plate and avoid both hurting the feelings of the host and making the person next to you wonder if they should scrape the vege or salad off their plate and onto yours.
Of course, if the host is a friend or yours they will know that they need to provide something separate for you. But it is far more likely that you won't WANT your host to go to any trouble or treat you any differently, isn't it.
Sounds like you've had some bad experiences with people being rude. As a host I would much rather know in advance if anyone has any special dietary requirements because I'd rather there was something all my guests can eat. I have a few vegan and gluten intollerant friends but I might have anything for them if we don't talk about it ahead of time. As a guest I have brought along veggie food to share at a casual gathering like a BBQ where it's a very simple matter to stick some veggie sausages or mushrooms on. It's slightly more awkward at a formal dinner party. Dietary requirements are actually a serious thing. It's not about wanting to be the centre of attention or cause anyone extra trouble. Being violently sick at the table after eating something that disagreed with me would certainly tick both of those boxes.
My friends' know my culinary tastes!
They would NEVER, same as my thinking, serve something absolutely sickening!
Many moons' ago, I stupidly had my in-law's to Dinner. You know, new d/i/l & all that!
Big, big mistake!
Their food taste was ick, she couldn't cook to save herself, in anyway shape or form. Very ignorant woman on just so MANY levels! I wondered why my husband ate so much bread & jam!
Anyhow, I'd cooked a recipe we love, 'Porc en Croute'.
Which is Pork Fillet with Duxelles of Onion & Mushroom atop, then Pate, topped with Prosciutto, all wrapped in Pastry, & baked slowly.
It comes out golden crispy, & the pork fillet melts in your mouth!
When I served it to them, ignoramic m/i/l asked, 'what's this?'.
It's amazing she didn't see the 'steam' coming out of my ears!
Thankfully, their son (my husband) said to them, 'just eat it, & enjoy as it's very tasty, & delicious'.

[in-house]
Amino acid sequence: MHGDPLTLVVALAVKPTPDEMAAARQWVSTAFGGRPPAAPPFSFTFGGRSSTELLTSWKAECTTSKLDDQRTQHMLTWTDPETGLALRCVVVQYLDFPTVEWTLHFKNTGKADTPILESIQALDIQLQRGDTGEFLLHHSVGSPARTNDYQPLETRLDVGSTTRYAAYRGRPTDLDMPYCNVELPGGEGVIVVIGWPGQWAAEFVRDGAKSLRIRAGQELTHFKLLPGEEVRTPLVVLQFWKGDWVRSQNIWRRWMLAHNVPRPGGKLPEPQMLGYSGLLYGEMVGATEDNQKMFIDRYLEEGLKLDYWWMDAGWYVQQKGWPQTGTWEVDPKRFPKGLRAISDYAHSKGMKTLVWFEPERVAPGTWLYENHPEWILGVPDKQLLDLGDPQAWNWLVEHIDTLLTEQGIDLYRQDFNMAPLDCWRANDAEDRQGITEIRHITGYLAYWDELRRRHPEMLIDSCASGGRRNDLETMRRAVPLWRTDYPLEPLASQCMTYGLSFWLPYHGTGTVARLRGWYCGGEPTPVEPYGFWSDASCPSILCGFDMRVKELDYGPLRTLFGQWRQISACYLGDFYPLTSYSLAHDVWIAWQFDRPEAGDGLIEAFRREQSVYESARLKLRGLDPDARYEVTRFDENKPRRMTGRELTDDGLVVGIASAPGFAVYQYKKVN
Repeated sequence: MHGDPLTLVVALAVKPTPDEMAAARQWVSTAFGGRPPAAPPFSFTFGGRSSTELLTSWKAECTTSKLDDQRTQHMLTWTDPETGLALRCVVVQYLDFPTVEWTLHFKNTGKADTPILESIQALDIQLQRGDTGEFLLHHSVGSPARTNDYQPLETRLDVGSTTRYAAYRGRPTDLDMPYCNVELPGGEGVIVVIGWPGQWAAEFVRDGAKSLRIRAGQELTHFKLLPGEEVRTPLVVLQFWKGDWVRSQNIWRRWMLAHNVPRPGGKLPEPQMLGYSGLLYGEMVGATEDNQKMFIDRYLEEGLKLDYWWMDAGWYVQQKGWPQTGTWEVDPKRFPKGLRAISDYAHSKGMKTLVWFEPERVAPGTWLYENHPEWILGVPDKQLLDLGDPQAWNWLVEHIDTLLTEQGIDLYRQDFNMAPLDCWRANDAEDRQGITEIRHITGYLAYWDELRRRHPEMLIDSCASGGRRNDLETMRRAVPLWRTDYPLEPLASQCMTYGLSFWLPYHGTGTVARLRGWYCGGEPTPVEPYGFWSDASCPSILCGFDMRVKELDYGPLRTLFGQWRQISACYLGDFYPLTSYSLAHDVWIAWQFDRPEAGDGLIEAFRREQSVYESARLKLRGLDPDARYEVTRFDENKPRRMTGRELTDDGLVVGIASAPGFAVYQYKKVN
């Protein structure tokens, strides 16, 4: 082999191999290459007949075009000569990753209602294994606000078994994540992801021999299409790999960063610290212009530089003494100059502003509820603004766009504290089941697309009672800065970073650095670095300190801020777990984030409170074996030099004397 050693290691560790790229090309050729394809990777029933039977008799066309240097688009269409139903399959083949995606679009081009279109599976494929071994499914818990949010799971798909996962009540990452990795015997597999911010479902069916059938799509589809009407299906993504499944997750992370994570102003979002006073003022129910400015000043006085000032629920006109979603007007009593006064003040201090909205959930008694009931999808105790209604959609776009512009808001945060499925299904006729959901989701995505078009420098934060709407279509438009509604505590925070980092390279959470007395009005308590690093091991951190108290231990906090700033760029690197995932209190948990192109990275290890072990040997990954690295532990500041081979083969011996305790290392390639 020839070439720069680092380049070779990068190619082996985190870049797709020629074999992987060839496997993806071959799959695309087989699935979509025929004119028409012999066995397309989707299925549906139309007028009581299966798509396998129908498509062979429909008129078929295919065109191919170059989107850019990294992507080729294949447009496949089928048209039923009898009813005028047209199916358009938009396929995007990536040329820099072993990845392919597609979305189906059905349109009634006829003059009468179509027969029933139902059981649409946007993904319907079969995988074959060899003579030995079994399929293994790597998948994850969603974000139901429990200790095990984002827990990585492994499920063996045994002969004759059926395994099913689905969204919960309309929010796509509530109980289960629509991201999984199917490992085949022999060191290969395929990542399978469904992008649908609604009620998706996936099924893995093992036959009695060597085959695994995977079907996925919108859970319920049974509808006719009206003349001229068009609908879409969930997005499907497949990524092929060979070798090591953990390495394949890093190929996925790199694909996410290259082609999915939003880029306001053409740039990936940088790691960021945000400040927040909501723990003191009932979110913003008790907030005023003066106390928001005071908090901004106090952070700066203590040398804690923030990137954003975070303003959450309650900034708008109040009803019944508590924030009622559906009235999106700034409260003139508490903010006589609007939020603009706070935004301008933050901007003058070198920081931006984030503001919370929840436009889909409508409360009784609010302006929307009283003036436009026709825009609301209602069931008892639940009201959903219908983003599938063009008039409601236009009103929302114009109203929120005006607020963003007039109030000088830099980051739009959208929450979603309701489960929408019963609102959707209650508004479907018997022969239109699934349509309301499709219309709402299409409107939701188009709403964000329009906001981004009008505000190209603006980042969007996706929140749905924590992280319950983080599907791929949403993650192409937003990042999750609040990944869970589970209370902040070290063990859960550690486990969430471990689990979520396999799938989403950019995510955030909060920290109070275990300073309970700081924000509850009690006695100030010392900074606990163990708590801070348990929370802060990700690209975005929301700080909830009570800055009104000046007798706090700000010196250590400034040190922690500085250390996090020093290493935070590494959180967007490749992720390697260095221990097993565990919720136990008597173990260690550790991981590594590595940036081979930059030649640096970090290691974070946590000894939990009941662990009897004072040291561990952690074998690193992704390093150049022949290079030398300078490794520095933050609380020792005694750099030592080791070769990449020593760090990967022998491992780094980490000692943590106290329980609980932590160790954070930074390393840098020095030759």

He's seen the 'look' on my face!
NEVER, never ever, had them to a meal at our house again!
All my friends know I don't eat certain vegetables so I'm not served them. In our place we eat European style where all the meal is placed in serving dishes and platters. This way everyone helps themselves so no problems for guests.
Yes, this is a good idea. It is the ideal way to serve meals. I do this with a roast, I slice the meat onto one plate all the roast vegetables onto another plate, I put the gravy into two gravy boats and there is never a problem. On one occasion I had a problem with a vegetarian sister in law who asked what the vegetables were cooked in, and I said olive oil only - but the potatoes were actually cooked in goose fat. I didn't remember this until later at the dinner table. After discussion with my husband, and his suggestion to say nothing more about it (and I didn't) I felt embarrassed about it. But I got over it.
When I am invited to a meal I let the host know that in meats - I only eat chicken and fish and my husband cant eat mushrooms or avacados and I hope that wont cause any extra trouble.
If something was served that I dont eat I would eat what I can and be grateful.
I went on a tall ship, sailing for a day, where lunch was part of the package. I asked when I booked if there would be a vegetarian option and was assured there was." Lunch" turned out to be a hot dog- a bread roll, tomato sauce and a sausage. The vegetarian option had no sausage. Lol.